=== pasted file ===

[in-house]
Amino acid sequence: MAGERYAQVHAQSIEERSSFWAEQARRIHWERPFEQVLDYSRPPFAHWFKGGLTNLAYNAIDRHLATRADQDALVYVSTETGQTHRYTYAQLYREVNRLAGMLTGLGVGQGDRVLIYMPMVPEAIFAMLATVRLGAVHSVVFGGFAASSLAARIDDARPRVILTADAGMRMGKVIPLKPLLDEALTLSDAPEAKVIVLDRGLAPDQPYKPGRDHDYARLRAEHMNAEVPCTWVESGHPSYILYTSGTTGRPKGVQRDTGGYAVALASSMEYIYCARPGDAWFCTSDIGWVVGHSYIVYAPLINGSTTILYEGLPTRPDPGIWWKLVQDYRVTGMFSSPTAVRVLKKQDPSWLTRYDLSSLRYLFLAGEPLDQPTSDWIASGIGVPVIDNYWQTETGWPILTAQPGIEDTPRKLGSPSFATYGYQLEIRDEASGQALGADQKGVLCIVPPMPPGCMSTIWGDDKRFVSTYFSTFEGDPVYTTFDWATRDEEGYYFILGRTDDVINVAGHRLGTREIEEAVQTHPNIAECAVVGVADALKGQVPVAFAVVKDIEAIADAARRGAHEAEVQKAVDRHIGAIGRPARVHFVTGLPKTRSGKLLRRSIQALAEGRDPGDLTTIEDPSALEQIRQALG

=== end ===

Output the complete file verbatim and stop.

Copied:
[in-house]
Amino acid sequence: MAGERYAQVHAQSIEERSSFWAEQARRIHWERPFEQVLDYSRPPFAHWFKGGLTNLAYNAIDRHLATRADQDALVYVSTETGQTHRYTYAQLYREVNRLAGMLTGLGVGQGDRVLIYMPMVPEAIFAMLATVRLGAVHSVVFGGFAASSLAARIDDARPRVILTADAGMRMGKVIPLKPLLDEALTLSDAPEAKVIVLDRGLAPDQPYKPGRDHDYARLRAEHMNAEVPCTWVESGHPSYILYTSGTTGRPKGVQRDTGGYAVALASSMEYIYCARPGDAWFCTSDIGWVVGHSYIVYAPLINGSTTILYEGLPTRPDPGIWWKLVQDYRVTGMFSSPTAVRVLKKQDPSWLTRYDLSSLRYLFLAGEPLDQPTSDWIASGIGVPVIDNYWQTETGWPILTAQPGIEDTPRKLGSPSFATYGYQLEIRDEASGQALGADQKGVLCIVPPMPPGCMSTIWGDDKRFVSTYFSTFEGDPVYTTFDWATRDEEGYYFILGRTDDVINVAGHRLGTREIEEAVQTHPNIAECAVVGVADALKGQVPVAFAVVKDIEAIADAARRGAHEAEVQKAVDRHIGAIGRPARVHFVTGLPKTRSGKLLRRSIQALAEGRDPGDLTTIEDPSALEQIRQALG